Personal information relating to almost four million users of a worldwide online dating website has been leaked by hacker.
Details of users’ sexual preferences – including whether they are gay or straight, and whether they are seeking extramarital affairs – has been compromised, along with email addresses, usernames, dates of birth, postcodes and the unique internet addresses of users’ computers.
A hacker posted data relating to users of Adult FriendFinder on a forum on the dark web, the hidden part of the internet that is invisible to Google. Within hours of the security and confidential data being leaked, hackers on the forum said they intended to hit victims with spam emails. The Adult FriendFinder site has 63 million users worldwide and claims more than seven million British members. The dating site bills itself as a “thriving sex community” where users can share sensitive sexual information. The information of 3.9 million users has been leaked, including those who told the site to delete their accounts.
Shaun Harper, one of those whose details have been published, says he has been targeted with virus-infected emails since his information was made public. “The site seemed OK, but when I got into it, I realised it wasn’t really for me – I was looking for something longer-term. But by that time I’d already given my information. You couldn’t get into the site without handing over information. I deleted my account, so I thought the information had gone. These sites are meant to be secure.”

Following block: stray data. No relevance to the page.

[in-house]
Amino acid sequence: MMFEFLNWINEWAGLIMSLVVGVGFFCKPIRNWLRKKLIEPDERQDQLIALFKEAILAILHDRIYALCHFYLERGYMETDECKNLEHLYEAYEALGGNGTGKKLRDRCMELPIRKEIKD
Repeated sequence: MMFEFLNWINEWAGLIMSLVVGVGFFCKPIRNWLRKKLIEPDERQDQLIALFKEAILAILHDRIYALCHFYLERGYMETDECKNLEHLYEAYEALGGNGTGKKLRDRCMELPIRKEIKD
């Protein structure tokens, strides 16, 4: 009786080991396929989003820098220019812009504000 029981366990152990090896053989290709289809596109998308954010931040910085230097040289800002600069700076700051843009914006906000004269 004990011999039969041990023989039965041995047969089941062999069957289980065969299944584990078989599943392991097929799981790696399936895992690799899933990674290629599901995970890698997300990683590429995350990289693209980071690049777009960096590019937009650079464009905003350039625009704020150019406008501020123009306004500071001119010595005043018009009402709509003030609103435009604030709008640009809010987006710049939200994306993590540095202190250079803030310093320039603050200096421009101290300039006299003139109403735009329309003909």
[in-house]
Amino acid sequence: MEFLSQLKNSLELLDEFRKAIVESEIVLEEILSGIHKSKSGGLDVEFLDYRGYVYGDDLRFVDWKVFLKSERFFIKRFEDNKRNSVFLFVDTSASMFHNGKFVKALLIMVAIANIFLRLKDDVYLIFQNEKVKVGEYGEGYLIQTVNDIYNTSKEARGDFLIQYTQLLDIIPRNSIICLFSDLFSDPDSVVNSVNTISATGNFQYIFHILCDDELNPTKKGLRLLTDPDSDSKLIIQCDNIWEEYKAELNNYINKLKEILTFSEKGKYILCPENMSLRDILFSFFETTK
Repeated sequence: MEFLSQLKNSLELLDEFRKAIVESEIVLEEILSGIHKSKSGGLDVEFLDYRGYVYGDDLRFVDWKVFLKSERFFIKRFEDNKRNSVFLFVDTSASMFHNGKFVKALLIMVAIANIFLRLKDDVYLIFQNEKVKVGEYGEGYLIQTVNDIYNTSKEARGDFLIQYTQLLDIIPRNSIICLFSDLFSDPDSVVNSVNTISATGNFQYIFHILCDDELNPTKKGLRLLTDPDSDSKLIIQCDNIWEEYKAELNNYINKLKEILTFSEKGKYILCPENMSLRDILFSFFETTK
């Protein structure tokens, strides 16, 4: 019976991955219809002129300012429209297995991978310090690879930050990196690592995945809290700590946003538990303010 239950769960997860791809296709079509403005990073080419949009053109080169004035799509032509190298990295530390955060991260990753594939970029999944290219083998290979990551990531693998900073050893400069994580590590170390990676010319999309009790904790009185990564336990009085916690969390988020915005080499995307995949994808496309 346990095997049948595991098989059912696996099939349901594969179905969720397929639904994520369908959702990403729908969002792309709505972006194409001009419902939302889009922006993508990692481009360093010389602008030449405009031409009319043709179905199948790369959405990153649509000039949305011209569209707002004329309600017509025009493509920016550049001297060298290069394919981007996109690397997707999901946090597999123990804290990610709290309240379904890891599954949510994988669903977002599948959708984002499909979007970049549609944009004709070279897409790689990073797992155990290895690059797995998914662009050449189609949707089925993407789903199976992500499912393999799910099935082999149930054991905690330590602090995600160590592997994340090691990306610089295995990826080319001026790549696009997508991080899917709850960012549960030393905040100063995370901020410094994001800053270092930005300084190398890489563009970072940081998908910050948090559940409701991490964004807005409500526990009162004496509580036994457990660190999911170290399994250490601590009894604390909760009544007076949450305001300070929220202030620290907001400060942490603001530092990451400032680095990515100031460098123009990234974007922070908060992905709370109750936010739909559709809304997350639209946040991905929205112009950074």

Online crime experts believe that after the initial spam email campaign, hackers will use the data to find potential blackmail targets. “Where you’ve got names, dates of birth, Zip codes, then that provides an opportunity to actually target specific individuals,” says Charlie McMurdie, a cybercrime specialist for PwC and former head of the Metropolitan police’s electronic crime unit.
FriendFinder Networks Inc, which owns Adult FriendFinder, told that it is investigating the security leak. “FriendFinder Networks Inc … understands and fully appreciates the seriousness of the issue. We have already begun working closely with law enforcement and have launched a comprehensive investigation with the help of leading third-party forensics expert. “We pledge to take the appropriate steps needed to protect our customers if they are affected.”
According to a study conducted by IBM warned that 60 percent of the most popular dating mobile apps on the Android mobile platform have flaws that could put users at risk from data theft and cyberattacks. Using a dating app on your work's dime could end up putting your company's data at risk.